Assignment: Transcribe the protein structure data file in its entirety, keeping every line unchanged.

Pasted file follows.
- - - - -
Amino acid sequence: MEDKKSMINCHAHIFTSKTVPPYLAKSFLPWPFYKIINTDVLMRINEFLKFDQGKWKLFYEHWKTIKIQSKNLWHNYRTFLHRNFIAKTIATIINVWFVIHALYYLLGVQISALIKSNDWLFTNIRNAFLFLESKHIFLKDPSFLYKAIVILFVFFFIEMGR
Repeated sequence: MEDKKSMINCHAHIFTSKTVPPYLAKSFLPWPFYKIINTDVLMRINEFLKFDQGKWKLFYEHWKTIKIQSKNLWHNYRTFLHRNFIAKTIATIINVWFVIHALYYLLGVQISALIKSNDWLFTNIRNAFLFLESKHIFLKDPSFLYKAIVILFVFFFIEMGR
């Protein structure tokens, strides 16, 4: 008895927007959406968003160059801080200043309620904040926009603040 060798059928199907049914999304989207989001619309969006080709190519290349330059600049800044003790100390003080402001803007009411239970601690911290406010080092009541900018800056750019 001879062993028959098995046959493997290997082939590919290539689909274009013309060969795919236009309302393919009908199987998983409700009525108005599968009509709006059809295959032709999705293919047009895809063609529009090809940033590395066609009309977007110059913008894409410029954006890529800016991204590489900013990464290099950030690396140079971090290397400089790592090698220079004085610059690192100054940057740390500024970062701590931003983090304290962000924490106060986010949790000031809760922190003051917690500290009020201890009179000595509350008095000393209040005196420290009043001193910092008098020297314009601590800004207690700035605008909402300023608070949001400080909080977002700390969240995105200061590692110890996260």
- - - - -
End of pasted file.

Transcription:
Amino acid sequence: MEDKKSMINCHAHIFTSKTVPPYLAKSFLPWPFYKIINTDVLMRINEFLKFDQGKWKLFYEHWKTIKIQSKNLWHNYRTFLHRNFIAKTIATIINVWFVIHALYYLLGVQISALIKSNDWLFTNIRNAFLFLESKHIFLKDPSFLYKAIVILFVFFFIEMGR
Repeated sequence: MEDKKSMINCHAHIFTSKTVPPYLAKSFLPWPFYKIINTDVLMRINEFLKFDQGKWKLFYEHWKTIKIQSKNLWHNYRTFLHRNFIAKTIATIINVWFVIHALYYLLGVQISALIKSNDWLFTNIRNAFLFLESKHIFLKDPSFLYKAIVILFVFFFIEMGR
């Protein structure tokens, strides 16, 4: 008895927007959406968003160059801080200043309620904040926009603040 060798059928199907049914999304989207989001619309969006080709190519290349330059600049800044003790100390003080402001803007009411239970601690911290406010080092009541900018800056750019 001879062993028959098995046959493997290997082939590919290539689909274009013309060969795919236009309302393919009908199987998983409700009525108005599968009509709006059809295959032709999705293919047009895809063609529009090809940033590395066609009309977007110059913008894409410029954006890529800016991204590489900013990464290099950030690396140079971090290397400089790592090698220079004085610059690192100054940057740390500024970062701590931003983090304290962000924490106060986010949790000031809760922190003051917690500290009020201890009179000595509350008095000393209040005196420290009043001193910092008098020297314009601590800004207690700035605008909402300023608070949001400080909080977002700390969240995105200061590692110890996260």